Guest Author - Susan Taylor
The Cattleya Alliance is one of the most well known in the Orchid family—this is the familiar “corsage orchid” that most of us grew up with. The plants are relatively are easy to grow although their needs are different from pot plants. Cattleyas come in a variety of colors including pink, red, green, yellow, lavender and white with many combinations of colors in the same flower. Here is a link to an overview of the genus in Jay Phal’s Internet Orchid Species Photo Encyclopedia Cattleya. Page down until you find Cattleya.
Cattleyas are extensively hybridized with similar orchids such as Brassavola, Laelia and Sophronitis. These hybrids represent a majority of the orchids raised in the western world in the last century. The genus has approximately 50 species mostly from tropical South America. All have cylindrical fleshy pseudobulbs and thick leaves. Most have large showy flowers. The genus is named after William Cattley, a 19th century orchid collector.
There are two important things to remember about growing Cattleyas--they need plenty of bright light to give you lots of bloom and they must not be over watered. The foliage should be light green, dark green leaves indicate not enough light. The plant will continue to grow, but will produce fewer flowers. Over watering is the most common cause of problems with orchids. Water once a week indoors and let the medium dry out between waterings. Humidity and good air circulation are also high on the Cattleya list of cultural requirements.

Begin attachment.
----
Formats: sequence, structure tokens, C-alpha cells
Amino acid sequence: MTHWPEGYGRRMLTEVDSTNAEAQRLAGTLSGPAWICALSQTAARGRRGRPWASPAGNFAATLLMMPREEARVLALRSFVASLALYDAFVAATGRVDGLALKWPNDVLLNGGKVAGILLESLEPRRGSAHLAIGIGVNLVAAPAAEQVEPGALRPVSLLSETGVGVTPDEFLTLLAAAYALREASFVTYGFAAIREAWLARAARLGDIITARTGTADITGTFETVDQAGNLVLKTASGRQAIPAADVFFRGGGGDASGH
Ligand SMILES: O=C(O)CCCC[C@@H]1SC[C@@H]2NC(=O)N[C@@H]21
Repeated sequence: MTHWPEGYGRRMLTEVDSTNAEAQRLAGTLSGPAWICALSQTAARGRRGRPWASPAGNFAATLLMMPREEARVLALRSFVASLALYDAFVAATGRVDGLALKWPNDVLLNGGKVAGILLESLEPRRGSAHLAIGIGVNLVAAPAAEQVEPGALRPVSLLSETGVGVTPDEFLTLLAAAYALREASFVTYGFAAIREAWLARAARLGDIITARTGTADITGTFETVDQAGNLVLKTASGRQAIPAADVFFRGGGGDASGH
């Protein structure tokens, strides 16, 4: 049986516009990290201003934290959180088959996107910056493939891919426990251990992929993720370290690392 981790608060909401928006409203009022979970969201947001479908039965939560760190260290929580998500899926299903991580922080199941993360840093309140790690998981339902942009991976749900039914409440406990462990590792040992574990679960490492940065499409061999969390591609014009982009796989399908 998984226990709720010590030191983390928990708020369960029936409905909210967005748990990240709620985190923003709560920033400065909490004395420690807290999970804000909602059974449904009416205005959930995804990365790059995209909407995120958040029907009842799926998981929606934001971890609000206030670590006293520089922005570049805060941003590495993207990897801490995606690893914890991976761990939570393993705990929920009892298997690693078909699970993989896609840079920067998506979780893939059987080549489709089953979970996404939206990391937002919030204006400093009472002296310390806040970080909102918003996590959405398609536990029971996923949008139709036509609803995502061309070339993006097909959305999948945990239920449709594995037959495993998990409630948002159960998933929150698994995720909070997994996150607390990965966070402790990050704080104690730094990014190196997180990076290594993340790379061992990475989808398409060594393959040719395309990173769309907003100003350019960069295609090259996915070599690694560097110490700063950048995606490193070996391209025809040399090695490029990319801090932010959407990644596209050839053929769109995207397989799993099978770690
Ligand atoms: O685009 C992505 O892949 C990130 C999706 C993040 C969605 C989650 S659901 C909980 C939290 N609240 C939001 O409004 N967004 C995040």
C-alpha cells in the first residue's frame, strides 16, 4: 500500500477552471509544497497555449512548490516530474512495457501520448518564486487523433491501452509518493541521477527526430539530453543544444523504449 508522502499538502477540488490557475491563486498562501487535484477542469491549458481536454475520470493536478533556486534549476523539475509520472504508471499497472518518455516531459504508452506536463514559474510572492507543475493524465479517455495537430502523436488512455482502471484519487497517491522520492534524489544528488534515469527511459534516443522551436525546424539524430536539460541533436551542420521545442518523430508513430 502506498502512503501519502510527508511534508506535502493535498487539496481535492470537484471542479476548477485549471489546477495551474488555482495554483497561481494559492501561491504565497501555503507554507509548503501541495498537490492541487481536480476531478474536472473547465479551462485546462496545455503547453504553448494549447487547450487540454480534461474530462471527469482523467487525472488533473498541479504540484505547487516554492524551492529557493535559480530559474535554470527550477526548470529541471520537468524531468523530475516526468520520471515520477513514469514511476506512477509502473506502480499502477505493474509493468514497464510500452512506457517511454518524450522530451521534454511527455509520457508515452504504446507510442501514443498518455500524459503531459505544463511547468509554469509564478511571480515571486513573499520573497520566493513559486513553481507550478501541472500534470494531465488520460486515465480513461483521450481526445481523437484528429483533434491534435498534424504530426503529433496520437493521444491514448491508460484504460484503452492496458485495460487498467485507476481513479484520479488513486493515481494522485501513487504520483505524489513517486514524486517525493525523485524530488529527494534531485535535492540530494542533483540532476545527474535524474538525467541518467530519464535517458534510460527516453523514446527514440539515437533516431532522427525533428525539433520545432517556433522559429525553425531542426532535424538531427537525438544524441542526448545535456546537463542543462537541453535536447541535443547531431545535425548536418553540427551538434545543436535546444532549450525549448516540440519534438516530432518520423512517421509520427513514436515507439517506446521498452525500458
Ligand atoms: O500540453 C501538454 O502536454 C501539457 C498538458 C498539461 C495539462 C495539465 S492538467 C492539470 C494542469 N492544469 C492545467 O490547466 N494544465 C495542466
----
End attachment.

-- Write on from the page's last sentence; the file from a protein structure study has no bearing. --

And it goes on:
In general Cattleyas are happiest when grown in intermediate to warm temperatures with a minimum of 55-65° in winter, however some require higher or lower temperatures. This is generally only important for species Cattleyas; hybrids are usually much more forgiving as far as temperature. They enjoy summering outdoors as long are the plants have some shade during the hottest part of the day. Many growers in tropical areas easily keep these orchids outdoors year-round.
The natural habitat of Cattleyas is what is called epiphytic--growing in trees with the roots exposed to the elements. The plants should be potted in a coarse mix that provides plenty of air to the roots of the plant and allows for quick drainage. Repotting should be done every 18 to 24 months after a bloom cycle and just as the new roots begin to appear.
Cattleyas come in a variety of sizes (see What Size Cattleya Should I choose?). Some plants make good specimens for mounting on cork or tree fern plaques as long as you can maintain humidity and keep the roots plump and healthy. During the active growth season (March to October) feed once a week with a diluted orchid fertilizer. From November through February change to an every-other-week feeding.